The formula for the Minor Scale is:

  • Root note
  • 2nd note (whole step)
  • 3rd note (half step)
  • 4th note (whole step)
  • 5th note (whole step)
  • 6th note (half step)
  • 7th note (whole step)
  • 8th note (whole step)

As you’re learning the all the scales, including the minor scale, start by finding your finger placements and slowly play the notes. Only build speed when you can play the scale without mistakes!

The Major Pentatonic Scale

The first scale I’ll normally teach a beginner, both on the six string and the bass guitar, is the major pentatonic. The reason we do this is that while the major scale is composed of eight notes, the major pentatonic scale contains only five.

This makes the major pentatonic scale easier to learn and play over chords or improvise with because you have more time between notes.

If you’ve already learned the major scale, you just need to eliminate the 4th and 7th notes. For our example above, a song in the key of C would contain the notes C, D, E, G, A, C. The F and B notes are skipped.

The Minor Pentatonic Scale

Both the major and minor pentatonic scale are made up of 5 notes. The minor pentatonic scale, however, the notes you remove on the minor pentatonic are the 2nd and 6th notes. This adds flat notes to the 3rd and 7th note.

Looking at the minor scale, when you those two notes you are left with a song in C having the notes: C, Eb, F, G, Bb, and C.

We find the minor pentatonic scale easier to understand once you start learning musical theory. If this is something you haven’t done yet it might be a good idea to start now!

The Blues Bass Scale

Our final scale is one of our favorites to play. This formula is a mix of the pentatonic major and minor scales.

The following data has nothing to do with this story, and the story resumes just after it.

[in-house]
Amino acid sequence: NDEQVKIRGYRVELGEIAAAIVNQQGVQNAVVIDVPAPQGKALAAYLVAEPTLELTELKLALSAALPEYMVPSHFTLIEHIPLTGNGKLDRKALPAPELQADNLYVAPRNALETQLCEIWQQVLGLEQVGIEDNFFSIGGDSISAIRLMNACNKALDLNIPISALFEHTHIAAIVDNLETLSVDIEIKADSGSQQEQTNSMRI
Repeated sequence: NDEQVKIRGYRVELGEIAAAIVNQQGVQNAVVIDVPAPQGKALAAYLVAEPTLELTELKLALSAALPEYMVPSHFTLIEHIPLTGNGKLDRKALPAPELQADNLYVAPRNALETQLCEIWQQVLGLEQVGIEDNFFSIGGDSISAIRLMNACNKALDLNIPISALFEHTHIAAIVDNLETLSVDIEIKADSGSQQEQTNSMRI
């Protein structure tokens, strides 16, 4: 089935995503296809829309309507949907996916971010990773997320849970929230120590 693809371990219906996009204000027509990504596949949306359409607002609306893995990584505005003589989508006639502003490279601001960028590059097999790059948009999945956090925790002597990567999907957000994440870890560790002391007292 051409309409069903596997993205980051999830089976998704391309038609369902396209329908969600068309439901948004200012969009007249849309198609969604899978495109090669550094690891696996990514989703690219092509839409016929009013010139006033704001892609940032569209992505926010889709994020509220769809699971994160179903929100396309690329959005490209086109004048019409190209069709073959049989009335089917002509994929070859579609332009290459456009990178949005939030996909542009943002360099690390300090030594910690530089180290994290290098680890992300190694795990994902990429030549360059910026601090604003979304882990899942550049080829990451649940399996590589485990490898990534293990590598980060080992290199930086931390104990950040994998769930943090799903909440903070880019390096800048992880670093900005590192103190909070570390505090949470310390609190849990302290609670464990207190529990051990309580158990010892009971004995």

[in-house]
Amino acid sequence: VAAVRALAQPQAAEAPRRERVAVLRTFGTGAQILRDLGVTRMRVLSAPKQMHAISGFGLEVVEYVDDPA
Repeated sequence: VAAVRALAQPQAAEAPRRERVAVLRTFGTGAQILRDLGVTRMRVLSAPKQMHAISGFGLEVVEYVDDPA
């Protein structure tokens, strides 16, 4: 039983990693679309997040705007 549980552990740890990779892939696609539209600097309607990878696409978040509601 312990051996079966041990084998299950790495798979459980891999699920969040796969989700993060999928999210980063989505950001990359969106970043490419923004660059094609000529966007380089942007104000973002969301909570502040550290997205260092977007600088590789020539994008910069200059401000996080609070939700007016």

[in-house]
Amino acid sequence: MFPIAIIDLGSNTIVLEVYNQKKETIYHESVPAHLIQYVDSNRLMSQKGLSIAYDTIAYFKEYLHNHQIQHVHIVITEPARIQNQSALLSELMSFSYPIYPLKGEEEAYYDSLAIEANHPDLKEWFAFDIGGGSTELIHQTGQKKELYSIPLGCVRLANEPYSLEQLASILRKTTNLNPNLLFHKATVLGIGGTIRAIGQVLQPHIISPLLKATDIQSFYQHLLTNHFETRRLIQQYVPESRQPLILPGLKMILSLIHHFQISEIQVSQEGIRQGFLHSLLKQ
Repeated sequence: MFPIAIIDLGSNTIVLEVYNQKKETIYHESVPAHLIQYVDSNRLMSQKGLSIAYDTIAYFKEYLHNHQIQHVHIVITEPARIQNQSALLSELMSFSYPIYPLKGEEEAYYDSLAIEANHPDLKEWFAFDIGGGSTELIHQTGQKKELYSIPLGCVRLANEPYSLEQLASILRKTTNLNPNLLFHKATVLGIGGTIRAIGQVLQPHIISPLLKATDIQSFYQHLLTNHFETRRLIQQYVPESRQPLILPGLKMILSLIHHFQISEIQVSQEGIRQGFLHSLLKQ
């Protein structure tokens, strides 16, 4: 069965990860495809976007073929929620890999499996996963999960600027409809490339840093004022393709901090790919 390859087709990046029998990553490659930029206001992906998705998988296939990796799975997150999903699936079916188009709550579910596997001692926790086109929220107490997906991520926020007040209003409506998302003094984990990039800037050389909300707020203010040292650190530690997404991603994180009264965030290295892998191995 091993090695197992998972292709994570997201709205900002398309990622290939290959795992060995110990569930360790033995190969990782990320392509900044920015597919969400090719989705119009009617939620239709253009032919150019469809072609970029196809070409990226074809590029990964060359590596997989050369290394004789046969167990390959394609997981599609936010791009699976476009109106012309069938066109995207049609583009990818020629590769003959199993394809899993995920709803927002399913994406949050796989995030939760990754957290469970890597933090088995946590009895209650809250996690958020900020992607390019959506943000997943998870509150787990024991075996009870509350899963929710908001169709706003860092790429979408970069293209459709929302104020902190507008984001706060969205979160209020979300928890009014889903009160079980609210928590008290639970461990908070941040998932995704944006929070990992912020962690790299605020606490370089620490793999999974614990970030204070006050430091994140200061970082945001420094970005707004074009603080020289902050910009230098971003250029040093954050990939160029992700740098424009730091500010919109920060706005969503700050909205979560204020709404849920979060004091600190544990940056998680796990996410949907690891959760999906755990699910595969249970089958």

The variation you’ll find here is that you add a augmented 4th or a diminished 5th note to the minor pentatonic scale. This note, known as ‘the blue note”, is a chromatic note that gives the soulful tone and feel to this scale.

The formula for the Blues scale is as follows:

  • Root note
  • 2nd note (whole step + half step)
  • 3rd note (whole step)
  • 4th note (half step)
  • 5th note (half step)
  • 6th note (whole step + half step)

Once again, going back to our song with a root note of C, a blues scale would be C, Eb, F, F#/Gb, G, Bb, and C.
The chromatic note is out of key, but it gives that blues sound. For now, that is fine. You can dig more into why this works when you study music theory.

The Final Note on Bass Guitar Scales

This article was written to provide you with guidance for learning scales. As a beginner, it is best to start with the easiest scales like the major pentatonic scale and not get overwhelmed. There are tons of scales out there for you to learn as you become a more skilled bassist!

Once you have mastered the five basic scales and can play them over chords, try improvising on them. Make sure to practice slowly as you are not expected to be able to play these immediately. Speed will come when the quality and memorization kicks in!

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Edward Bell Author

A ukulele player pretty much from birth, Edward has gone on to play banjo, lead guitar, and bass for a number of bands and solo projects! Edward loves talking, teaching and writing about music!